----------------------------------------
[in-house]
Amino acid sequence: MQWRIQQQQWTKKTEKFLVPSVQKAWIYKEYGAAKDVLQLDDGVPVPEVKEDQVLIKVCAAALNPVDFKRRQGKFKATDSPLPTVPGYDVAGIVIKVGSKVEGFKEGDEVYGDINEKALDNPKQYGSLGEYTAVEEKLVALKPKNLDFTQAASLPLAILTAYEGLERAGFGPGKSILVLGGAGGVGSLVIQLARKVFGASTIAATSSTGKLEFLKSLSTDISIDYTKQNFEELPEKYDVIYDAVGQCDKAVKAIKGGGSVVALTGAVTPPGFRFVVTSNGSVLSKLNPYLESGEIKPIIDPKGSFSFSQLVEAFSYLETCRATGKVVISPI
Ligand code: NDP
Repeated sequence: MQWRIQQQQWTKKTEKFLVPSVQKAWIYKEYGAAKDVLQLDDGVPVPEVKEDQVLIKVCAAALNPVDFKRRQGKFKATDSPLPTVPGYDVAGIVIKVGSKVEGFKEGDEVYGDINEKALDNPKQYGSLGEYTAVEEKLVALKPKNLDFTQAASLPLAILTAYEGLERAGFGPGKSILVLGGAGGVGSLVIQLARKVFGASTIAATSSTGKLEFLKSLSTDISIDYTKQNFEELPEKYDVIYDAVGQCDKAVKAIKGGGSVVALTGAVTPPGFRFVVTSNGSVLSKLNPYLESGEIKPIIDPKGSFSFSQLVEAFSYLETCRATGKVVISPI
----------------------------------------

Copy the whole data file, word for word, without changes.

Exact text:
[in-house]
Amino acid sequence: MQWRIQQQQWTKKTEKFLVPSVQKAWIYKEYGAAKDVLQLDDGVPVPEVKEDQVLIKVCAAALNPVDFKRRQGKFKATDSPLPTVPGYDVAGIVIKVGSKVEGFKEGDEVYGDINEKALDNPKQYGSLGEYTAVEEKLVALKPKNLDFTQAASLPLAILTAYEGLERAGFGPGKSILVLGGAGGVGSLVIQLARKVFGASTIAATSSTGKLEFLKSLSTDISIDYTKQNFEELPEKYDVIYDAVGQCDKAVKAIKGGGSVVALTGAVTPPGFRFVVTSNGSVLSKLNPYLESGEIKPIIDPKGSFSFSQLVEAFSYLETCRATGKVVISPI
Ligand code: NDP
Repeated sequence: MQWRIQQQQWTKKTEKFLVPSVQKAWIYKEYGAAKDVLQLDDGVPVPEVKEDQVLIKVCAAALNPVDFKRRQGKFKATDSPLPTVPGYDVAGIVIKVGSKVEGFKEGDEVYGDINEKALDNPKQYGSLGEYTAVEEKLVALKPKNLDFTQAASLPLAILTAYEGLERAGFGPGKSILVLGGAGGVGSLVIQLARKVFGASTIAATSSTGKLEFLKSLSTDISIDYTKQNFEELPEKYDVIYDAVGQCDKAVKAIKGGGSVVALTGAVTPPGFRFVVTSNGSVLSKLNPYLESGEIKPIIDPKGSFSFSQLVEAFSYLETCRATGKVVISPI